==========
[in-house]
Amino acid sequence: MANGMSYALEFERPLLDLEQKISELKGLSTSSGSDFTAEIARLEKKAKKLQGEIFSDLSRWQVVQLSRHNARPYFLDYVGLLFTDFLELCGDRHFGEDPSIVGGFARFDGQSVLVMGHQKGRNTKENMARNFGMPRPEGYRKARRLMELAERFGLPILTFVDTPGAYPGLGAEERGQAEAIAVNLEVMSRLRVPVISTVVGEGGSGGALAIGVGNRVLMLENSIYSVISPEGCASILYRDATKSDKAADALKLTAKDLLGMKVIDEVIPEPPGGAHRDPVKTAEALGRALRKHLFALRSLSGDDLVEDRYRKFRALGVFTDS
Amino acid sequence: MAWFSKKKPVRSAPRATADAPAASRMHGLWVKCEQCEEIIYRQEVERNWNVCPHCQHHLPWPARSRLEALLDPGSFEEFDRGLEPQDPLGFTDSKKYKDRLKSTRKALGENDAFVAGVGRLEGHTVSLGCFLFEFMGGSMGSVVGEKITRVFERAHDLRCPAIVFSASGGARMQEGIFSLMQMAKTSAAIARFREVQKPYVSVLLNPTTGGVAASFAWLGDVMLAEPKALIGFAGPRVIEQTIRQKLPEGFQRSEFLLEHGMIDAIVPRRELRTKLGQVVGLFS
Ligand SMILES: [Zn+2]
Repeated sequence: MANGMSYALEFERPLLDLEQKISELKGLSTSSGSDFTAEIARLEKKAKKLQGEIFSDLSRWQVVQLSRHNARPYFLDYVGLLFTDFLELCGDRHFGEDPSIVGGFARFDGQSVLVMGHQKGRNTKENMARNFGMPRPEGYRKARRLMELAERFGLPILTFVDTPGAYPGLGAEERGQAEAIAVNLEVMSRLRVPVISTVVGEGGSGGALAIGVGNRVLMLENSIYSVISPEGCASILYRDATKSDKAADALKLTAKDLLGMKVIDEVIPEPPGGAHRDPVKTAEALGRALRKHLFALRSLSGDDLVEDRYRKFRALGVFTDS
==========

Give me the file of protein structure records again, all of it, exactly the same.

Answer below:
[in-house]
Amino acid sequence: MANGMSYALEFERPLLDLEQKISELKGLSTSSGSDFTAEIARLEKKAKKLQGEIFSDLSRWQVVQLSRHNARPYFLDYVGLLFTDFLELCGDRHFGEDPSIVGGFARFDGQSVLVMGHQKGRNTKENMARNFGMPRPEGYRKARRLMELAERFGLPILTFVDTPGAYPGLGAEERGQAEAIAVNLEVMSRLRVPVISTVVGEGGSGGALAIGVGNRVLMLENSIYSVISPEGCASILYRDATKSDKAADALKLTAKDLLGMKVIDEVIPEPPGGAHRDPVKTAEALGRALRKHLFALRSLSGDDLVEDRYRKFRALGVFTDS
Amino acid sequence: MAWFSKKKPVRSAPRATADAPAASRMHGLWVKCEQCEEIIYRQEVERNWNVCPHCQHHLPWPARSRLEALLDPGSFEEFDRGLEPQDPLGFTDSKKYKDRLKSTRKALGENDAFVAGVGRLEGHTVSLGCFLFEFMGGSMGSVVGEKITRVFERAHDLRCPAIVFSASGGARMQEGIFSLMQMAKTSAAIARFREVQKPYVSVLLNPTTGGVAASFAWLGDVMLAEPKALIGFAGPRVIEQTIRQKLPEGFQRSEFLLEHGMIDAIVPRRELRTKLGQVVGLFS
Ligand SMILES: [Zn+2]
Repeated sequence: MANGMSYALEFERPLLDLEQKISELKGLSTSSGSDFTAEIARLEKKAKKLQGEIFSDLSRWQVVQLSRHNARPYFLDYVGLLFTDFLELCGDRHFGEDPSIVGGFARFDGQSVLVMGHQKGRNTKENMARNFGMPRPEGYRKARRLMELAERFGLPILTFVDTPGAYPGLGAEERGQAEAIAVNLEVMSRLRVPVISTVVGEGGSGGALAIGVGNRVLMLENSIYSVISPEGCASILYRDATKSDKAADALKLTAKDLLGMKVIDEVIPEPPGGAHRDPVKTAEALGRALRKHLFALRSLSGDDLVEDRYRKFRALGVFTDS